Examples of State Crimes 2020-2021

Some examples of State Crimes committed by developed and developing countries and an analysis of the problems of researching the nature and extent of state crime

This post provides several examples of Contemporary State Crimes and links to sources of information students can use to explore State Crimes further.

Before reading this post, you might like to read these two posts:

Studying State Crime is an explicit requirement for students studying A-level Sociology, as part of the compulsory Crime and Deviance Module.

Below I have highlighted five countries who are responsible for some of the worst state crimes in recent years….

I’ve tried to select examples of mainly developed countries committing state crimes, to demonstrate that it’s not all impoverished, war torn countries or ‘rogue states’ who are state-criminal actors.

It is, however, important to realise that I have been selective (so there is some selection bias here and these examples will lack representativeness) but I think it has to be this way to make this topic manageable. I have included links below where you can search for further examples of State Crimes.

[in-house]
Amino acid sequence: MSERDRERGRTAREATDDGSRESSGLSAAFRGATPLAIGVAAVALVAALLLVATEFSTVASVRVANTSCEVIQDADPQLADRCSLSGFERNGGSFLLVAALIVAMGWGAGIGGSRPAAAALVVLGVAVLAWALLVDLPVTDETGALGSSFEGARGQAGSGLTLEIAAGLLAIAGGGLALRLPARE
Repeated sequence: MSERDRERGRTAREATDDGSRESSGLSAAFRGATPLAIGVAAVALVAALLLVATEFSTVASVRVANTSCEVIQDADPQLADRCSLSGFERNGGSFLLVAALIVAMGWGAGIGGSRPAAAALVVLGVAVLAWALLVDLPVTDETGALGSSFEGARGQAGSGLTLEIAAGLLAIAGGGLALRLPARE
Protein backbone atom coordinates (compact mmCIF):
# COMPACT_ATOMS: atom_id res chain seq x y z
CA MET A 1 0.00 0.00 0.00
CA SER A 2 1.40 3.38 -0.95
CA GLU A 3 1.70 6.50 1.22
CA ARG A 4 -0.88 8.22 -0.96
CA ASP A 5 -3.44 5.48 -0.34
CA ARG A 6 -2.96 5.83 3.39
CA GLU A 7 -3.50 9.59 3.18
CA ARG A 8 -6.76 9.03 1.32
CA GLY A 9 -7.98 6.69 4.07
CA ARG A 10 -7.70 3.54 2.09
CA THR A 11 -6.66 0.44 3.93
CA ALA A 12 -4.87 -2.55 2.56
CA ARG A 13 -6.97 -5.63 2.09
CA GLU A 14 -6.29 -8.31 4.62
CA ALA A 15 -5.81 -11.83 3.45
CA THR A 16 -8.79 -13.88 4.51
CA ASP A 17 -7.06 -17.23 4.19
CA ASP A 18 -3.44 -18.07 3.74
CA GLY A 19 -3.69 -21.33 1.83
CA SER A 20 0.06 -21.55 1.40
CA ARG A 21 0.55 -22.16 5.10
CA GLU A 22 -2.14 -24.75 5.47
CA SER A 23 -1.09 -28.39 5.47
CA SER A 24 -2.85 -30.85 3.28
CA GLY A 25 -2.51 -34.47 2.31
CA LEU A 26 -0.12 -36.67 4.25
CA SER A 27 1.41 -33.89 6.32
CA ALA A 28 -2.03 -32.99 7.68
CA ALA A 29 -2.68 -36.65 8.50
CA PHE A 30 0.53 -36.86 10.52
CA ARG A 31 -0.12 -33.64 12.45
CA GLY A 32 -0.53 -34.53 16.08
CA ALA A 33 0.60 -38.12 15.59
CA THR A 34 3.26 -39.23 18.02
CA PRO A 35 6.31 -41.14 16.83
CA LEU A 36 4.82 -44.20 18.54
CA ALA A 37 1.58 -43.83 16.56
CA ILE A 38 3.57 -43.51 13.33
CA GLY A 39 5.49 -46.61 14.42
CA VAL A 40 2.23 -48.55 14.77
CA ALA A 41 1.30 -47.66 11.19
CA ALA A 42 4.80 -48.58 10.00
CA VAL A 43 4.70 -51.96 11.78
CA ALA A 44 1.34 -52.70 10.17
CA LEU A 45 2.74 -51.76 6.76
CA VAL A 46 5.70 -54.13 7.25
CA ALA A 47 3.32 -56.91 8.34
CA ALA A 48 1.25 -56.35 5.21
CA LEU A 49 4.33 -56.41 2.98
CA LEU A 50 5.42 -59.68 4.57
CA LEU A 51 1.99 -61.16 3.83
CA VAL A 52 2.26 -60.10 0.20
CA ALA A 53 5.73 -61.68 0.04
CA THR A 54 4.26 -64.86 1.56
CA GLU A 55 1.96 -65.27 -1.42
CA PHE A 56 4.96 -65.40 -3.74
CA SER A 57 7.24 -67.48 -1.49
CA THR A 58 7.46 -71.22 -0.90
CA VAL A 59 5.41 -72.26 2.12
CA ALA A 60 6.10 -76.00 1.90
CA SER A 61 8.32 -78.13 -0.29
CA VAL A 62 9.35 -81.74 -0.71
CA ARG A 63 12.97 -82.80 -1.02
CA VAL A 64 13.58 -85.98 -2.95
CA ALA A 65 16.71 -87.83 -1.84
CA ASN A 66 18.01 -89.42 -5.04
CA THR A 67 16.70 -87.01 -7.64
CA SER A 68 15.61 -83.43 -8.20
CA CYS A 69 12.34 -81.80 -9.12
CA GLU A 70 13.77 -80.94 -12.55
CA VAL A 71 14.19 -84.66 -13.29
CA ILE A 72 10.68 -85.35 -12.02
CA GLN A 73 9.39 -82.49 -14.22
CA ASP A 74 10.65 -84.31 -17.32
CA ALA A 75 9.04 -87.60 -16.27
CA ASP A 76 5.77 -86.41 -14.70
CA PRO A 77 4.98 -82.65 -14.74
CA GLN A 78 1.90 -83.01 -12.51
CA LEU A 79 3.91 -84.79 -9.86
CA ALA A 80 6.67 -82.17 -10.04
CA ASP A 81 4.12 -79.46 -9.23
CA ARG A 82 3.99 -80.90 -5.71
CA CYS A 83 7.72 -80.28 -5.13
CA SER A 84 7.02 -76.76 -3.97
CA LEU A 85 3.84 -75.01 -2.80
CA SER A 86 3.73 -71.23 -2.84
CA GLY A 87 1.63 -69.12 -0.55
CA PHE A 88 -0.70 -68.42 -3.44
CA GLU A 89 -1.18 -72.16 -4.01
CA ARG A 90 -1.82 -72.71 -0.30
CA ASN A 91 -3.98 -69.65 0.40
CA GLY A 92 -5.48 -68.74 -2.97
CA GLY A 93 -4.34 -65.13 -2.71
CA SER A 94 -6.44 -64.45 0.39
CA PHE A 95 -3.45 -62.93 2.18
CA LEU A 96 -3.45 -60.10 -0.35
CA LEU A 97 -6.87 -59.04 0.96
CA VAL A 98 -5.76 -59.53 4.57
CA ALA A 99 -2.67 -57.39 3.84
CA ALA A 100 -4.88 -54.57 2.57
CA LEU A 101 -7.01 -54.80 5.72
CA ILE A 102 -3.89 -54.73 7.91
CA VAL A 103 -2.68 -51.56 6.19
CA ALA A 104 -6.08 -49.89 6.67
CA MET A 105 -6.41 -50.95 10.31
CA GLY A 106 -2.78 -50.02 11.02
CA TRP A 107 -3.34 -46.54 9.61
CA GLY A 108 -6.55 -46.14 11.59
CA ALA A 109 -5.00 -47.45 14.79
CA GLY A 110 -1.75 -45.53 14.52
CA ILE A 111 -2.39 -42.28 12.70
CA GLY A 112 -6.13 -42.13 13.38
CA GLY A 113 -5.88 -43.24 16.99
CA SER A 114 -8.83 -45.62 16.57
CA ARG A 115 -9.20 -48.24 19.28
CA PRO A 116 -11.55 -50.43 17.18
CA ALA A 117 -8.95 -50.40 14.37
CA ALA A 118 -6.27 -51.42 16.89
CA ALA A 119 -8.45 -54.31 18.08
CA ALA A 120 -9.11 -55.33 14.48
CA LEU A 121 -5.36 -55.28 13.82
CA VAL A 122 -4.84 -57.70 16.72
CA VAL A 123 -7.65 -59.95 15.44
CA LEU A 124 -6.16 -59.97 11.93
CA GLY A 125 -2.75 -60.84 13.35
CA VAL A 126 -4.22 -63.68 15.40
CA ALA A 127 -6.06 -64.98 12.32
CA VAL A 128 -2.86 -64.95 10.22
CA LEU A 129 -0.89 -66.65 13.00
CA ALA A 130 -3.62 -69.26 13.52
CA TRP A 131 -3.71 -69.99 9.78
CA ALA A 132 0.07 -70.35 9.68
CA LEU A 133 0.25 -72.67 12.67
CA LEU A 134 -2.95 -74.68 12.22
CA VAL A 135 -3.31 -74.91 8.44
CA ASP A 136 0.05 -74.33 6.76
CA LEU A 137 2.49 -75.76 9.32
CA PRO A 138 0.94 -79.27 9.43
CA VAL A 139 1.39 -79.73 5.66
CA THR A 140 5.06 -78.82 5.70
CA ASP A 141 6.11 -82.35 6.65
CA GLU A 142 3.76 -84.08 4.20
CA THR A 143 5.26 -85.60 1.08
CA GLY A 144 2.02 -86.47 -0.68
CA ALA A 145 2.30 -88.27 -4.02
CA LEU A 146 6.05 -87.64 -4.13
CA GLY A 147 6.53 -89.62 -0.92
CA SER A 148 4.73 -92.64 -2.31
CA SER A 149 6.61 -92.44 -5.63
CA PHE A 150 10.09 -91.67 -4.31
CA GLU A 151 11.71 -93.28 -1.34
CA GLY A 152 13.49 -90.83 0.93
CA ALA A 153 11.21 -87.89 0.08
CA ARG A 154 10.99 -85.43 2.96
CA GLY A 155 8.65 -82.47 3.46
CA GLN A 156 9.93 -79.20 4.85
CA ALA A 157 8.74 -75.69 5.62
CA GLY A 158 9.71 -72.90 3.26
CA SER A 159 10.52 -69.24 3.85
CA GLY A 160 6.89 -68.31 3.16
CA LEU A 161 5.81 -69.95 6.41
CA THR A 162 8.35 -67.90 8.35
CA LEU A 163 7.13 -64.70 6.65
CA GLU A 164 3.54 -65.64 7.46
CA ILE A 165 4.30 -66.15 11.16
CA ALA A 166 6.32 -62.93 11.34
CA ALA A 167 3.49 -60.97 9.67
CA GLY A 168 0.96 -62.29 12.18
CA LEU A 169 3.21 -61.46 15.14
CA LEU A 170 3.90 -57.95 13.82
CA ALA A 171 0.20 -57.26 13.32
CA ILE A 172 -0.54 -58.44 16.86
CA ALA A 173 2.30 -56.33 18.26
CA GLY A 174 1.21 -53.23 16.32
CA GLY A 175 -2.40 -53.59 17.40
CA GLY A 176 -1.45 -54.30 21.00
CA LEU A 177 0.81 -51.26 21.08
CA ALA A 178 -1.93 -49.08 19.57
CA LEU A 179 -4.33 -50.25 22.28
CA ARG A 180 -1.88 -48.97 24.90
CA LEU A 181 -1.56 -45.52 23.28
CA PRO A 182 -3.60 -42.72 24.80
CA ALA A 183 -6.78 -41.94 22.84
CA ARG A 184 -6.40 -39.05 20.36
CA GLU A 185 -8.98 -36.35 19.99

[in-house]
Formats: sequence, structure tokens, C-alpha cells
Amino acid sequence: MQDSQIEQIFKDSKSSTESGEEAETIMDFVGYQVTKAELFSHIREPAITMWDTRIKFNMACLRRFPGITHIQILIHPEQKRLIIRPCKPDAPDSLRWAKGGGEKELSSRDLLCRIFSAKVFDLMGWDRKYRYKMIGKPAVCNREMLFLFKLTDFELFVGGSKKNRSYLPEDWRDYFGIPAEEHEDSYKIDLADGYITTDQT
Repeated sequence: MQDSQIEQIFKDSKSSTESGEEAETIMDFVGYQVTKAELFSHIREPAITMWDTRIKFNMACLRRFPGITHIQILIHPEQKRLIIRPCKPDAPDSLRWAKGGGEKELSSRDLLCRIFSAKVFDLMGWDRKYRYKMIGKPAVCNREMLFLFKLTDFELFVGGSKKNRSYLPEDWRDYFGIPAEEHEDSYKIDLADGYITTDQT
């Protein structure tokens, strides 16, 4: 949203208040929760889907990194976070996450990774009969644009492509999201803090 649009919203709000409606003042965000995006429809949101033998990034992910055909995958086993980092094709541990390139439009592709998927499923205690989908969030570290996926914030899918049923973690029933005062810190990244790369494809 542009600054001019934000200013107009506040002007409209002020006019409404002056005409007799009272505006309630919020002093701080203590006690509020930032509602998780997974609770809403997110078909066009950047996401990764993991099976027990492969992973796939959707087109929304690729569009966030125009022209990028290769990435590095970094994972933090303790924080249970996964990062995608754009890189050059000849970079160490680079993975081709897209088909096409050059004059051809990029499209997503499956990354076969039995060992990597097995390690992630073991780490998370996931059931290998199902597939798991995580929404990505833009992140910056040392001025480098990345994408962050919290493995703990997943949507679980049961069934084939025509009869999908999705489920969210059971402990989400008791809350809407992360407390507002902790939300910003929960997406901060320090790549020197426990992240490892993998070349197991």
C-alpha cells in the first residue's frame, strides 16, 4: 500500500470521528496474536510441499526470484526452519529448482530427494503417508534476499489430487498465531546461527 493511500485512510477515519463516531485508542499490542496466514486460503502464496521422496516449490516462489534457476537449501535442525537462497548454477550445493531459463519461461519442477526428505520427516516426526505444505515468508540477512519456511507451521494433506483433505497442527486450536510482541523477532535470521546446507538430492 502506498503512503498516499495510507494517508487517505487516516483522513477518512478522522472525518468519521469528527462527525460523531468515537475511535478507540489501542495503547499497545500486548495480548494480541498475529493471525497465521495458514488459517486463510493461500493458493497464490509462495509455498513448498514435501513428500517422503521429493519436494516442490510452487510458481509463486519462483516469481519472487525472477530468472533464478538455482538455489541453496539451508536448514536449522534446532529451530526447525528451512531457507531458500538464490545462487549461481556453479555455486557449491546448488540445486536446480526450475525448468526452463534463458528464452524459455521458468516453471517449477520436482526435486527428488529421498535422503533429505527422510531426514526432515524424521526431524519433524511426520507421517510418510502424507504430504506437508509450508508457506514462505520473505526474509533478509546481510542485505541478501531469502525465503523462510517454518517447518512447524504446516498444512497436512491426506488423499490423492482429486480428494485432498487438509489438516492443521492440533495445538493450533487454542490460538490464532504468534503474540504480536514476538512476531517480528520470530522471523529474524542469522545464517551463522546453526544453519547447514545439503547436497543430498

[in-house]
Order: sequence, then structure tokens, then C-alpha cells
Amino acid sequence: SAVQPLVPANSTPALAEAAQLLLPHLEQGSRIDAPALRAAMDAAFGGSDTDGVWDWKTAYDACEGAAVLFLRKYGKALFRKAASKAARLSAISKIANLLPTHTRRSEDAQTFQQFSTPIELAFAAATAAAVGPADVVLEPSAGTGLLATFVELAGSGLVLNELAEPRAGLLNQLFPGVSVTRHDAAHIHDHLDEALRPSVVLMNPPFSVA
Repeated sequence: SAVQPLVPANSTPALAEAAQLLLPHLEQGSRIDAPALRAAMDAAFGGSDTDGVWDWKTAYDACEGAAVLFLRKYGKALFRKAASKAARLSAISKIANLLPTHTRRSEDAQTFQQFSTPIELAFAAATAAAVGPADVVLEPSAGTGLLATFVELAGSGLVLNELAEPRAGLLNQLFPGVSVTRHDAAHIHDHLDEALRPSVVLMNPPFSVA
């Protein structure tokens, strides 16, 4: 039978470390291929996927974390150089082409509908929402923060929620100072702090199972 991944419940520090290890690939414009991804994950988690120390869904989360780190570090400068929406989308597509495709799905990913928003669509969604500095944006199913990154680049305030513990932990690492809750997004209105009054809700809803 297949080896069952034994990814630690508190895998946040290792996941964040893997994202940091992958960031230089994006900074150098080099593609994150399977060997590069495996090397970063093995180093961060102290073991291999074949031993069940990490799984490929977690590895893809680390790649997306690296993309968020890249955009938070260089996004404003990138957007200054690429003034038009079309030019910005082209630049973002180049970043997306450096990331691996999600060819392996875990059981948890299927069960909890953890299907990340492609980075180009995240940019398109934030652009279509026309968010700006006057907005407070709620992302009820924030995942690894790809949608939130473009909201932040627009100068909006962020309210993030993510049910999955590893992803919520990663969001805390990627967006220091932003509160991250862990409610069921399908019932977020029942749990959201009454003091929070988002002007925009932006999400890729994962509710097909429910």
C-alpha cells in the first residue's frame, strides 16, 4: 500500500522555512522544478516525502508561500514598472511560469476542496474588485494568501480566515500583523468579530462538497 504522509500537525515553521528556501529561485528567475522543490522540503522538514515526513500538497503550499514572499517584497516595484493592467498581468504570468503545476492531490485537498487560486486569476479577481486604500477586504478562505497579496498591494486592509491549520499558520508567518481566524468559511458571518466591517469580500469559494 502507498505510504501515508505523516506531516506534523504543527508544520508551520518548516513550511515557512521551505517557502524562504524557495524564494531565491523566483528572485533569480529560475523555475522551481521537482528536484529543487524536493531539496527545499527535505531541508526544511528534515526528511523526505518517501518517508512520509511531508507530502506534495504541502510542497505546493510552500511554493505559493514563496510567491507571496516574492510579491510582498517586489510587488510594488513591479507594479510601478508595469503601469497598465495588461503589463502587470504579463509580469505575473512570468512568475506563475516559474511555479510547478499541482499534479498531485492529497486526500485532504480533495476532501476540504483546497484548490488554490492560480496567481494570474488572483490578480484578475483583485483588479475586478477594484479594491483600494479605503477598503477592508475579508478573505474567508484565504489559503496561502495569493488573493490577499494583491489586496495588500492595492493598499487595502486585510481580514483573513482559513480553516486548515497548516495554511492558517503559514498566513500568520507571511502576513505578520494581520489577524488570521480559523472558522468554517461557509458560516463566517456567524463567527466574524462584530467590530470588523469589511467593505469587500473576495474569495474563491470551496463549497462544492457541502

NB – this post is a work in progress!

Countries Committing State Crimes in 2020-2021

I’ve listed these in rough order of the number of victims. The United Nations and Israel deserve their places at the top given the fact that, following Noam Chomsky, they are the two worst terrorist organisations/ rogue states of modern times, even if in the last couple of years their crimes against humanity may have been out of the spotlight!

1. The United States of America

Historically, there’s only one real contender for the the worst state criminal in all of all of human history – the USA.

Below is a useful summary video which takes a trip through some of the War Crimes committed by the United States of America since the end of World War Two.

2. The State of Israel